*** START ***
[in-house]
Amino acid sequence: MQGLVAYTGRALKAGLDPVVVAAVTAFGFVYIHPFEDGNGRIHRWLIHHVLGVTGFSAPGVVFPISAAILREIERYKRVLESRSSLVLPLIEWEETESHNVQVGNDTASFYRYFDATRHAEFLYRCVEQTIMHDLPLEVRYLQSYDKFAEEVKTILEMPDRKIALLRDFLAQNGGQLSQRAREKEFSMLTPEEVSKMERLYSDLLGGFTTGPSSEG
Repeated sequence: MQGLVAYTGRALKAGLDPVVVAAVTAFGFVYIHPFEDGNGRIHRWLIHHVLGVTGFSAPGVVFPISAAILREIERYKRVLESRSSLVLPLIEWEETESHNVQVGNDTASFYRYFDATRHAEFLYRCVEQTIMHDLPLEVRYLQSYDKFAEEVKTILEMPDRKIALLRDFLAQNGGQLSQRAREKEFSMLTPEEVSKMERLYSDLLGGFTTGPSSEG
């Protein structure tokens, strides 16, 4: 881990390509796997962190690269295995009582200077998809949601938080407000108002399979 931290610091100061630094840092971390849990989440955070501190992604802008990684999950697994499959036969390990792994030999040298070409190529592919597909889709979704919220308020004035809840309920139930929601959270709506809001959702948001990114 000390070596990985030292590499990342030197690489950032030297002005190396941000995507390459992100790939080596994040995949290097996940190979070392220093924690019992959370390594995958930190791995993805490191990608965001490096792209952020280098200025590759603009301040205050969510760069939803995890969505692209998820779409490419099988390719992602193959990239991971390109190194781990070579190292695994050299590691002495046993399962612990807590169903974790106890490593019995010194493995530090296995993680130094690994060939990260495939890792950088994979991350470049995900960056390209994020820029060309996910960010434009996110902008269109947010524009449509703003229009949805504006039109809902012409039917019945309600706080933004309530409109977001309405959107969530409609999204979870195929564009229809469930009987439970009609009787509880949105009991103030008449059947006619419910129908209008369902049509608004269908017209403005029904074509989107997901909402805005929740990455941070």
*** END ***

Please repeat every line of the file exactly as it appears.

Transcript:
[in-house]
Amino acid sequence: MQGLVAYTGRALKAGLDPVVVAAVTAFGFVYIHPFEDGNGRIHRWLIHHVLGVTGFSAPGVVFPISAAILREIERYKRVLESRSSLVLPLIEWEETESHNVQVGNDTASFYRYFDATRHAEFLYRCVEQTIMHDLPLEVRYLQSYDKFAEEVKTILEMPDRKIALLRDFLAQNGGQLSQRAREKEFSMLTPEEVSKMERLYSDLLGGFTTGPSSEG
Repeated sequence: MQGLVAYTGRALKAGLDPVVVAAVTAFGFVYIHPFEDGNGRIHRWLIHHVLGVTGFSAPGVVFPISAAILREIERYKRVLESRSSLVLPLIEWEETESHNVQVGNDTASFYRYFDATRHAEFLYRCVEQTIMHDLPLEVRYLQSYDKFAEEVKTILEMPDRKIALLRDFLAQNGGQLSQRAREKEFSMLTPEEVSKMERLYSDLLGGFTTGPSSEG
């Protein structure tokens, strides 16, 4: 881990390509796997962190690269295995009582200077998809949601938080407000108002399979 931290610091100061630094840092971390849990989440955070501190992604802008990684999950697994499959036969390990792994030999040298070409190529592919597909889709979704919220308020004035809840309920139930929601959270709506809001959702948001990114 000390070596990985030292590499990342030197690489950032030297002005190396941000995507390459992100790939080596994040995949290097996940190979070392220093924690019992959370390594995958930190791995993805490191990608965001490096792209952020280098200025590759603009301040205050969510760069939803995890969505692209998820779409490419099988390719992602193959990239991971390109190194781990070579190292695994050299590691002495046993399962612990807590169903974790106890490593019995010194493995530090296995993680130094690994060939990260495939890792950088994979991350470049995900960056390209994020820029060309996910960010434009996110902008269109947010524009449509703003229009949805504006039109809902012409039917019945309600706080933004309530409109977001309405959107969530409609999204979870195929564009229809469930009987439970009609009787509880949105009991103030008449059947006619419910129908209008369902049509608004269908017209403005029904074509989107997901909402805005929740990455941070």